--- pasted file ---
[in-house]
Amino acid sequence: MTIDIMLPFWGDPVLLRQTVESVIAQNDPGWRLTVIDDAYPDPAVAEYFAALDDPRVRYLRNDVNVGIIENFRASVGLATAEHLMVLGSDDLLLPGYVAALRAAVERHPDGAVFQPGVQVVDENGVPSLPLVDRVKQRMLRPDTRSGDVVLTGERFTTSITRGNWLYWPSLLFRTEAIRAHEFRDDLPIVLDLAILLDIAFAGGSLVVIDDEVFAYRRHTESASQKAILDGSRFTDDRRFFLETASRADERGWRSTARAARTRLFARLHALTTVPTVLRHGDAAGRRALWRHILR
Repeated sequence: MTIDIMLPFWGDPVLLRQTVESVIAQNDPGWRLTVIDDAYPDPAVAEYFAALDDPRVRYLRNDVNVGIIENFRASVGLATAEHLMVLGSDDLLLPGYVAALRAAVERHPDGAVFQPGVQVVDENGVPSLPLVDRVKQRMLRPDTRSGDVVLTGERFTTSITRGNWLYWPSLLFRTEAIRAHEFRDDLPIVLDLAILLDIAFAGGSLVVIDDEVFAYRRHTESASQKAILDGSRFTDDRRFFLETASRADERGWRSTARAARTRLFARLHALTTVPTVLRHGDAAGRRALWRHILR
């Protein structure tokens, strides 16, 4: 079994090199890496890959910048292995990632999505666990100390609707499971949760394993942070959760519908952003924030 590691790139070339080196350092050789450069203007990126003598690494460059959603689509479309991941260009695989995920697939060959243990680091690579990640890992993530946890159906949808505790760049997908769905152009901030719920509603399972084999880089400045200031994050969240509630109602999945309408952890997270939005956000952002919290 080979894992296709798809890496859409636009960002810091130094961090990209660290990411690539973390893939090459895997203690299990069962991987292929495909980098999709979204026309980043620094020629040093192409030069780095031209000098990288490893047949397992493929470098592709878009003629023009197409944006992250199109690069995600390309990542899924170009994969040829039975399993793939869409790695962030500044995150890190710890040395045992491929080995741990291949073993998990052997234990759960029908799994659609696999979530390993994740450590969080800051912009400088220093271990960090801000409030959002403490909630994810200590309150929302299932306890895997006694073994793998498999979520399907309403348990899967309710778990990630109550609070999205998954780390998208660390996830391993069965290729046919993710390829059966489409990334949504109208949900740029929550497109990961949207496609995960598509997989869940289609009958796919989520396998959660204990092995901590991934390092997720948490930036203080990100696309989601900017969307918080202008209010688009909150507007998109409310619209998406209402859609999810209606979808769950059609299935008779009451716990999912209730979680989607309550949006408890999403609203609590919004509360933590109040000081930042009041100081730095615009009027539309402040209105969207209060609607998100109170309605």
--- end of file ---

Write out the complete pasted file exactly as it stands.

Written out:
[in-house]
Amino acid sequence: MTIDIMLPFWGDPVLLRQTVESVIAQNDPGWRLTVIDDAYPDPAVAEYFAALDDPRVRYLRNDVNVGIIENFRASVGLATAEHLMVLGSDDLLLPGYVAALRAAVERHPDGAVFQPGVQVVDENGVPSLPLVDRVKQRMLRPDTRSGDVVLTGERFTTSITRGNWLYWPSLLFRTEAIRAHEFRDDLPIVLDLAILLDIAFAGGSLVVIDDEVFAYRRHTESASQKAILDGSRFTDDRRFFLETASRADERGWRSTARAARTRLFARLHALTTVPTVLRHGDAAGRRALWRHILR
Repeated sequence: MTIDIMLPFWGDPVLLRQTVESVIAQNDPGWRLTVIDDAYPDPAVAEYFAALDDPRVRYLRNDVNVGIIENFRASVGLATAEHLMVLGSDDLLLPGYVAALRAAVERHPDGAVFQPGVQVVDENGVPSLPLVDRVKQRMLRPDTRSGDVVLTGERFTTSITRGNWLYWPSLLFRTEAIRAHEFRDDLPIVLDLAILLDIAFAGGSLVVIDDEVFAYRRHTESASQKAILDGSRFTDDRRFFLETASRADERGWRSTARAARTRLFARLHALTTVPTVLRHGDAAGRRALWRHILR
């Protein structure tokens, strides 16, 4: 079994090199890496890959910048292995990632999505666990100390609707499971949760394993942070959760519908952003924030 590691790139070339080196350092050789450069203007990126003598690494460059959603689509479309991941260009695989995920697939060959243990680091690579990640890992993530946890159906949808505790760049997908769905152009901030719920509603399972084999880089400045200031994050969240509630109602999945309408952890997270939005956000952002919290 080979894992296709798809890496859409636009960002810091130094961090990209660290990411690539973390893939090459895997203690299990069962991987292929495909980098999709979204026309980043620094020629040093192409030069780095031209000098990288490893047949397992493929470098592709878009003629023009197409944006992250199109690069995600390309990542899924170009994969040829039975399993793939869409790695962030500044995150890190710890040395045992491929080995741990291949073993998990052997234990759960029908799994659609696999979530390993994740450590969080800051912009400088220093271990960090801000409030959002403490909630994810200590309150929302299932306890895997006694073994793998498999979520399907309403348990899967309710778990990630109550609070999205998954780390998208660390996830391993069965290729046919993710390829059966489409990334949504109208949900740029929550497109990961949207496609995960598509997989869940289609009958796919989520396998959660204990092995901590991934390092997720948490930036203080990100696309989601900017969307918080202008209010688009909150507007998109409310619209998406209402859609999810209606979808769950059609299935008779009451716990999912209730979680989607309550949006408890999403609203609590919004509360933590109040000081930042009041100081730095615009009027539309402040209105969207209060609607998100109170309605």